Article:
Franz Heinrich Ludolf Ahrens

Heinrich Ludolf Ahrens ( born June 6 1809 in Helmstedt, † September 24, 1881 in Hannover ) was a German classical scholar, who published as headmaster fundamental works on the dialects and the beginning lessons of the ancient Greek language.


Ahrens grew up as the seventh son of a teacher in Helmstedt and attended the local grammar school Julianum from 1817. He studied from 1826 to 1829 under Karl Otfried Müller and Dissen in Göttingen antiquity and linguistics. His early work De statu politico Athenarum was awarded by the Faculty of Arts, and he received his doctorate and his habilitation in 1829 - at age 20. In 1830 he was collaborator at Göttingen School and 1831 Teacher at Pädagogium in Ilfeld, where he remained for 14 years, married a daughter of the director Adolf Friedrich Brohm and his groundbreaking masterpiece to Greek dialects published, which was based on the Jacob Grimm's method and makes him a " founder of modern dialectology " made ​​. In writing, he retired to an inflammation of the right hand, which he tried in vain to heal during a stay in Berlin, but where he made ​​the acquaintance of distinguished scholars. Ahrens learned to write with his left hand ( to 1869 he was able to use the right again).

In 1845 he was appointed director of the high school in Lingen and 1849 as the successor to Georg Friedrich Grotefend director of the Lyceum, the Hanoverian classical languages ​​grammar school, an office which he held for nearly 30 years. His pupil Otto Crusius remembered " as the unassuming man knew how to force the souls of his listeners with genteel, thoughtful speech." The lessons especially for the lower classes turned Ahrens to a new organizational basis and sat through their own textbooks permanent standards for the teaching classical languages ​​. He sat on the Homer method, namely as soon as possible (usually after a six- week basic course in grammar and lexis ) to start with the classic Odyssey as the original reading, instead of the current mechanically to practice grammatical forms.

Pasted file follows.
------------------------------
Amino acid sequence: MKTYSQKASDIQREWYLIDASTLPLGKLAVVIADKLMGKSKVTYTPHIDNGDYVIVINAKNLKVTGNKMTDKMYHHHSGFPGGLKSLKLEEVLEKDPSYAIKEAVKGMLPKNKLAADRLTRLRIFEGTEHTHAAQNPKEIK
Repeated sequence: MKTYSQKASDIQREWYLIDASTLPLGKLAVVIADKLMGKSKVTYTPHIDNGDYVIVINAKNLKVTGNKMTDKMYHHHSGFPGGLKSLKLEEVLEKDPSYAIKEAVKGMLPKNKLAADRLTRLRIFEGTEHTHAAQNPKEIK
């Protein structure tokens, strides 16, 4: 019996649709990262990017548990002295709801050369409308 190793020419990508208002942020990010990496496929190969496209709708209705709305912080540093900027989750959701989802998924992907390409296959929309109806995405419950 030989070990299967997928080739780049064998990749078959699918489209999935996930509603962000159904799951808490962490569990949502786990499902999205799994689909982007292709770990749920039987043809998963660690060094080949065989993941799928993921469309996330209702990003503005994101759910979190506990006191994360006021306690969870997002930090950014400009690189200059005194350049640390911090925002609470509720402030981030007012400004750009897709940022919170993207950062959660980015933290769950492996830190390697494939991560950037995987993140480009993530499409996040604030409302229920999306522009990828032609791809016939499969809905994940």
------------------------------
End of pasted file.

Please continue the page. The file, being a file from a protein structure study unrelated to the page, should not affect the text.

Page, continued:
As a scientist Ahrens explored many areas; In addition to classical philology, mythology, and the interest in antiquities he also published theological and historical issues regionally. He often pioneered, but was refuted in hindsight in many places, which is why he is counting on the second row of the scientists of his time, but there 's outstanding.

As a deputy of the high schools in 1849, he was a member of the First Chamber of the States General of the Kingdom of Hanover, but was soon dismissed from there, because he made no secret of his patriotic German (instead of Hanoverian ) attitude. 1869 Ahrens was appointed by King William of Prussia in the first Hanoverian synod. He was a foreign member of the Academy of Sciences in Göttingen ( historical- philological class) and the St. Petersburg Academy of Sciences and since 1863 a member of the Instituto di Corrispondenza Archaeological Rome. Ahrens joined in 1879 as a Privy Councillor to retire and died on 24 September 1881 in Hanover. He had two daughters and three sons.


His 100 publications are listed in: Heinrich Ludolf Ahrens: Small writings of HL Ahrens. Edited by Otto Crusius, Hanover, 1891, pp. X -XV.

  • De Graecae linguae dialectis. Göttingen 1839-1843, 2 ​​vols; 2nd Edition of Master, 1881 ff and
  • Bucolicorum Graecorum reliquiae. Leipzig 1855-1859, 2 vols; Text output, ibid 1850 and more

In addition, he has published numerous papers, most recently

  • Contributions to Greek and Latin etymology. First book, Leipzig, 1879.

For the school are determined:

  • Greek elementary book of Homer. 2nd edition, Göttingen 1870 and
  • Greek morphology of the Homeric and Attic dialect. 2nd edition, Göttingen 1869.

Here is a selection of his historical work:

  • The Office of the keys. Hannover 1864. Ahrens Here interprets the key Peter's as an official of the administration of the remedy (p. 98), rather than to consider it only as housekeepers office. Digitized by Google Books.
  • History of the Lyceum to Hannover from 1267 to 1533. Hannover 1870.
  • Nickname and time of the Campus Martius of the ancient Franks. Hannover 1872.
  • For the ancient history of the monastery Loccum. In: Journal of the Historical Society for Lower Saxony 38 (1872 ), pp. 1-47 (Part 1), 40 ( 1874/1875 ), pp. 372-423 (Part 2), 41 (1876 ), pp. 47-156 (Part 3). ( Digitized SLUB Dresden)